Employers pour cold water on union’s pension plan

Employers say they could not afford the plans for USS pensions put forward by UCU’s Jo Grady, which rest on “unsubstantiated” claims and “hypothetical” outcomes

Universities UK (UUK) has all but disregarded proposals put forward by the University and College Union (UCU) for the Universities Superannuation Scheme (USS), implying the suggestions would prolong the dispute and postpone a solution.

Last week, without warning, UCU announced what it called “serious proposals” for USS that could offer a “route out” of the current negotiating stalemate.

In an intervention today on behalf of 340 employers, UUK chief executive Alistair Jarvis said: “As far as we can assess it, [the UCU proposals] would do little to resolve the dispute.”

Forty-four universities will likely face seven days of strikes in February over the UUK plan for USS. UCU members at 37 universities went on strike for three days last December.

The current dispute centres on the last USS valuation, which took place in March 2020. The union argues that a new assessment of the pension scheme’s financial health would show that the long-term outlook of USS has improved. In the interim, while a new valuation took place, employers and members would pay more to cover the cost of the unresolved obligations of the scheme now demanded of them.

A letter from Mr Jarvis to the UCU general secretary Jo Grady dated 31 January pours cold water on the union’s plans.

He “strongly urge[d]” the union to “consider the proposal”.

Jarvis affirmed that should the Trustee “validate [the UCU] proposal as an implementable solution”, he would formally consult employers. He warned that the 28 February 2022 deadline for automatic higher rates now leaves “very little time remaining to decide on a solution”.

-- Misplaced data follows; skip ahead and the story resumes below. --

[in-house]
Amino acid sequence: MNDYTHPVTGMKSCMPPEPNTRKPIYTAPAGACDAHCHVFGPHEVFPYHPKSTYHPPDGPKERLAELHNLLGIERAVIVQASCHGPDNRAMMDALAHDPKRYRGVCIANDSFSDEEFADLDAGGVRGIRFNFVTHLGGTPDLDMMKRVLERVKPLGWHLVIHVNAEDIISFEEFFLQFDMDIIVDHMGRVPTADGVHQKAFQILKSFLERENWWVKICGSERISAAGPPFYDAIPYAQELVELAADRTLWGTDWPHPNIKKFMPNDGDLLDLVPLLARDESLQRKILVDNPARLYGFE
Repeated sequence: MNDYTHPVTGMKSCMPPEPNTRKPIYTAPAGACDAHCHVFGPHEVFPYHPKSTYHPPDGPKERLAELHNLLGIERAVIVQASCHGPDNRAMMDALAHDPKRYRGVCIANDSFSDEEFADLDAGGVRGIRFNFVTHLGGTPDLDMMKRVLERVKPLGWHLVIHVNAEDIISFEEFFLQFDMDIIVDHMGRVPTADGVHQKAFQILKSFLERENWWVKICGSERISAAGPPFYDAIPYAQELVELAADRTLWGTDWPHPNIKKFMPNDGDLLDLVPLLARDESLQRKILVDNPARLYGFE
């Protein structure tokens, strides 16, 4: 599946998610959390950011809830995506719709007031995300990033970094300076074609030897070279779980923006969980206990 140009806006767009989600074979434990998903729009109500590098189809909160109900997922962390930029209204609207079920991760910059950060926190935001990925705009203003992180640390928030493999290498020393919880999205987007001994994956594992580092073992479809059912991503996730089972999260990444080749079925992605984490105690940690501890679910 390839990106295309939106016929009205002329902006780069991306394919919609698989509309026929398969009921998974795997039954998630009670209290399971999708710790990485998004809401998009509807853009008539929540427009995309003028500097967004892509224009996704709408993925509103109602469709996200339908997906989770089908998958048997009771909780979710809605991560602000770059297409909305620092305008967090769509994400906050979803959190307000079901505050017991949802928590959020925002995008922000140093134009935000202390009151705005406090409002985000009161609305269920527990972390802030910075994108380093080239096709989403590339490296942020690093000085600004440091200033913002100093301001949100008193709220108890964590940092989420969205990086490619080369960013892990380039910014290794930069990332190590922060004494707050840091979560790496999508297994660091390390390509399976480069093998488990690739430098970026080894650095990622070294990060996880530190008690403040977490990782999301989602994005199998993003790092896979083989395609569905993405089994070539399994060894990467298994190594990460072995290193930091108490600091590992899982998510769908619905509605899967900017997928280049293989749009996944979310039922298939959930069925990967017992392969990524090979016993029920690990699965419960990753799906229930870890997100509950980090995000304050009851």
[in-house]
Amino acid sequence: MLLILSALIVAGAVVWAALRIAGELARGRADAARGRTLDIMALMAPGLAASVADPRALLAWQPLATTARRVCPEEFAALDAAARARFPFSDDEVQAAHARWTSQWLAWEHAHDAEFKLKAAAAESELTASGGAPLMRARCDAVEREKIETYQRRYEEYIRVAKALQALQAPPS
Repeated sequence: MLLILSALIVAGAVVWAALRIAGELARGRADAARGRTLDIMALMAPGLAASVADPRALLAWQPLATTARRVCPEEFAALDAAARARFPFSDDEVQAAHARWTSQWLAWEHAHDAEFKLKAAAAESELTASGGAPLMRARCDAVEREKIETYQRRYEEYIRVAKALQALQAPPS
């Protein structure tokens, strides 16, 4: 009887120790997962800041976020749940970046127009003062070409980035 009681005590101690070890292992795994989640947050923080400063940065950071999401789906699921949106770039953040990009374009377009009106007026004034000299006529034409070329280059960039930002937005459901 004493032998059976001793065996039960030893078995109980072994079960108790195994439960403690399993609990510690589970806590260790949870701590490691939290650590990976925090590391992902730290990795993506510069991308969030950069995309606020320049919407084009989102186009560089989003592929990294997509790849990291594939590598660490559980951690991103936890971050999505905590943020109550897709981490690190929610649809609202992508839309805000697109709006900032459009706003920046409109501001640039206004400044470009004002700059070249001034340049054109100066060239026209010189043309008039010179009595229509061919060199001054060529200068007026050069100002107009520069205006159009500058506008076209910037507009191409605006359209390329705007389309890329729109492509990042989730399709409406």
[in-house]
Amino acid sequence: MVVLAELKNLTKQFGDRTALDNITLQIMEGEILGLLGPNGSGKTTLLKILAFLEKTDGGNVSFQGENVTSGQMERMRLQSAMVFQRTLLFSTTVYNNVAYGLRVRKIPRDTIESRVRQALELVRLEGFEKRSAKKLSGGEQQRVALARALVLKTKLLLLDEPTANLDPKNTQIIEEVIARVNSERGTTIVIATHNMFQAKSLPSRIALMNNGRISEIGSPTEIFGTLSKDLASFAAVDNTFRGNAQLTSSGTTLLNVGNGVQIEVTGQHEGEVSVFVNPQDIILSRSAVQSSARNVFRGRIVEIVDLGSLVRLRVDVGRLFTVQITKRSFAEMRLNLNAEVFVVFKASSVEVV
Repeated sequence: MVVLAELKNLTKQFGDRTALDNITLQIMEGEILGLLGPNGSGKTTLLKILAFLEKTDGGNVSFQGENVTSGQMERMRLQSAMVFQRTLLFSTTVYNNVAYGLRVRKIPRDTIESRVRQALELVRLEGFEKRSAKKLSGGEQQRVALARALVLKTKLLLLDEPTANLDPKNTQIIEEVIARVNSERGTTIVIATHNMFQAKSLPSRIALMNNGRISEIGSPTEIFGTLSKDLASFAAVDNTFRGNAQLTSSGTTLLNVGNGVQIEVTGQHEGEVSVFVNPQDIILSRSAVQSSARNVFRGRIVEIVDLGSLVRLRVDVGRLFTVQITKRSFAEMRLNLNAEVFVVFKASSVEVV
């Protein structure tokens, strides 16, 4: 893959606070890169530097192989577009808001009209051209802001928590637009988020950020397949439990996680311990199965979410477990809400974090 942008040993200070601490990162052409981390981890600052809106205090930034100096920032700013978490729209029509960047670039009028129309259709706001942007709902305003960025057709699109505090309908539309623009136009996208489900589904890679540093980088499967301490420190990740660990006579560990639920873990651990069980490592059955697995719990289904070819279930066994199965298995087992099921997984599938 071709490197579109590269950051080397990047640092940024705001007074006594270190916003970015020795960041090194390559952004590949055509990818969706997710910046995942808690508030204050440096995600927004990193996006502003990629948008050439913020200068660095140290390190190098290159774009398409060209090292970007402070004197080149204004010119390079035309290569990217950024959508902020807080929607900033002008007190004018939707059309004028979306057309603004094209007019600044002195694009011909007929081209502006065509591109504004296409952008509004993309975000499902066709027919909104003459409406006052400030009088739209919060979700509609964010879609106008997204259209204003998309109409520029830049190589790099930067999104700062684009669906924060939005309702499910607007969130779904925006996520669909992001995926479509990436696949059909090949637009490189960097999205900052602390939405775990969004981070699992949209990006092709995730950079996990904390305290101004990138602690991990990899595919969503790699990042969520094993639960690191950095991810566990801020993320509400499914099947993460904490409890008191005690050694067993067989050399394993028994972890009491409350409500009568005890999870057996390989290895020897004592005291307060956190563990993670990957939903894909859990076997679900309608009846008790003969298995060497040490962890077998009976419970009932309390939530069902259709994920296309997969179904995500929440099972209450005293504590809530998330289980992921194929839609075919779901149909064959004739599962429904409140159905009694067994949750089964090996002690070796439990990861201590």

Mr Jarvis challenged “the validity and credibility” of the UCU’s assertions.

Regulatory law governs valuations, he said, adding: “It is not just a matter of making a request to the USS Trustee based on a perception of more favourable funding conditions”.

He attacked the “unsubstantiated” view of the union that a new valuation would deliver a more favourable outcome and called on the union to “make clear” what “coherent case under pensions law” supports its case.

Without a credible case, “it would seem your proposal would serve little purpose other than to delay the reforms the scheme urgently needs to remain sustainable,” he said. Delays would “likely worsen the funding position”, and staff and employers could ill-afford higher contributions for a hypothetical resolution, he added.

The estimated cost of the nearly 4% higher contributions for employers proposed by UCU would amount to £350 million more per annum. To ask them to muster significant extra covenant support (a type of financial guarantee), at the same time as they contribute more to the scheme, is “unreasonable” and “problematic”, going “beyond what many employers would think is reasonable and justified”.

Such a significant rise in costs would impact jobs, pay, student experience and university investment, employees say. Jarvis signalled he was unconvinced many USS members would be willing to pay a higher rate of 11.8% of salary per annum, especially given the fact that 20% of eligible members already opt-out of the scheme.

In November 2021, as UCU prepared for strikes, Jarvis called on the union to publish its detailed alternative to the UUK plan for the 2020 pension valuation, which estimated that the scheme faced a deficit of between £14–£18bn.

Read more: Union plans 10-day strike over pay and pensions

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